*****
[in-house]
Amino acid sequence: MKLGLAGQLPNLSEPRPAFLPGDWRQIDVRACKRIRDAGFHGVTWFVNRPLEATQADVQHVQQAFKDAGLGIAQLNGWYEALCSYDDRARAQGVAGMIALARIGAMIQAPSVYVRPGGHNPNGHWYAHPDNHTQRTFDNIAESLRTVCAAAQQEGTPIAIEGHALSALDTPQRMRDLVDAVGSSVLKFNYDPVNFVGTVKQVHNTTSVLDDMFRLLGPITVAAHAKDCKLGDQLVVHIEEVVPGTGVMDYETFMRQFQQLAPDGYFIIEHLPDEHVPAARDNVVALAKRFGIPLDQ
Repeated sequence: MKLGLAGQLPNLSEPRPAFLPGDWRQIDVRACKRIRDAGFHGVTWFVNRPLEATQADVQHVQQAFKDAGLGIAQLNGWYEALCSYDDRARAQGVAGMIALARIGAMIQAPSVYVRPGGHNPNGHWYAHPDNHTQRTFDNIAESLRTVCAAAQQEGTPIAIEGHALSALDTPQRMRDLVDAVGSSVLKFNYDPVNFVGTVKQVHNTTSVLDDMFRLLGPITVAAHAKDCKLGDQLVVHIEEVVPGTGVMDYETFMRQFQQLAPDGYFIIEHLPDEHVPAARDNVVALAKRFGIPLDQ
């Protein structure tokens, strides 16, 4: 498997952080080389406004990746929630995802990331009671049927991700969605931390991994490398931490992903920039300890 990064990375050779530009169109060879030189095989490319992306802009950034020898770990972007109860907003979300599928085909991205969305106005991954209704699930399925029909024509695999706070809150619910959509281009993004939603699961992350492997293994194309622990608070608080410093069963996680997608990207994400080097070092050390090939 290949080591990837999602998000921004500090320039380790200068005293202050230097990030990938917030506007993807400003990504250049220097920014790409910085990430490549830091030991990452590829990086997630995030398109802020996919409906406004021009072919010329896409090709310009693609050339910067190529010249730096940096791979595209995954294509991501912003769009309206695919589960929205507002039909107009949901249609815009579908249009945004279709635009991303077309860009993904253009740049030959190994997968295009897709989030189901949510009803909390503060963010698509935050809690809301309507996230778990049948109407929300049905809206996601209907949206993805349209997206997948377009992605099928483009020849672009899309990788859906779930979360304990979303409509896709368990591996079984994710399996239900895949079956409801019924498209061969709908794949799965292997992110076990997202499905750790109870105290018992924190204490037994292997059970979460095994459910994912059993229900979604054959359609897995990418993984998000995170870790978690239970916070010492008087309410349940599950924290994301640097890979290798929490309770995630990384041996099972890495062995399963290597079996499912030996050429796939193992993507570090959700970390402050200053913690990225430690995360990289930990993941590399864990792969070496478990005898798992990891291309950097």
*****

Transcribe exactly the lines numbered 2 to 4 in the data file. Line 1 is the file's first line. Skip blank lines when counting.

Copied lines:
Amino acid sequence: MKLGLAGQLPNLSEPRPAFLPGDWRQIDVRACKRIRDAGFHGVTWFVNRPLEATQADVQHVQQAFKDAGLGIAQLNGWYEALCSYDDRARAQGVAGMIALARIGAMIQAPSVYVRPGGHNPNGHWYAHPDNHTQRTFDNIAESLRTVCAAAQQEGTPIAIEGHALSALDTPQRMRDLVDAVGSSVLKFNYDPVNFVGTVKQVHNTTSVLDDMFRLLGPITVAAHAKDCKLGDQLVVHIEEVVPGTGVMDYETFMRQFQQLAPDGYFIIEHLPDEHVPAARDNVVALAKRFGIPLDQ
Repeated sequence: MKLGLAGQLPNLSEPRPAFLPGDWRQIDVRACKRIRDAGFHGVTWFVNRPLEATQADVQHVQQAFKDAGLGIAQLNGWYEALCSYDDRARAQGVAGMIALARIGAMIQAPSVYVRPGGHNPNGHWYAHPDNHTQRTFDNIAESLRTVCAAAQQEGTPIAIEGHALSALDTPQRMRDLVDAVGSSVLKFNYDPVNFVGTVKQVHNTTSVLDDMFRLLGPITVAAHAKDCKLGDQLVVHIEEVVPGTGVMDYETFMRQFQQLAPDGYFIIEHLPDEHVPAARDNVVALAKRFGIPLDQ
């Protein structure tokens, strides 16, 4: 498997952080080389406004990746929630995802990331009671049927991700969605931390991994490398931490992903920039300890 990064990375050779530009169109060879030189095989490319992306802009950034020898770990972007109860907003979300599928085909991205969305106005991954209704699930399925029909024509695999706070809150619910959509281009993004939603699961992350492997293994194309622990608070608080410093069963996680997608990207994400080097070092050390090939 290949080591990837999602998000921004500090320039380790200068005293202050230097990030990938917030506007993807400003990504250049220097920014790409910085990430490549830091030991990452590829990086997630995030398109802020996919409906406004021009072919010329896409090709310009693609050339910067190529010249730096940096791979595209995954294509991501912003769009309206695919589960929205507002039909107009949901249609815009579908249009945004279709635009991303077309860009993904253009740049030959190994997968295009897709989030189901949510009803909390503060963010698509935050809690809301309507996230778990049948109407929300049905809206996601209907949206993805349209997206997948377009992605099928483009020849672009899309990788859906779930979360304990979303409509896709368990591996079984994710399996239900895949079956409801019924498209061969709908794949799965292997992110076990997202499905750790109870105290018992924190204490037994292997059970979460095994459910994912059993229900979604054959359609897995990418993984998000995170870790978690239970916070010492008087309410349940599950924290994301640097890979290798929490309770995630990384041996099972890495062995399963290597079996499912030996050429796939193992993507570090959700970390402050200053913690990225430690995360990289930990993941590399864990792969070496478990005898798992990891291309950097």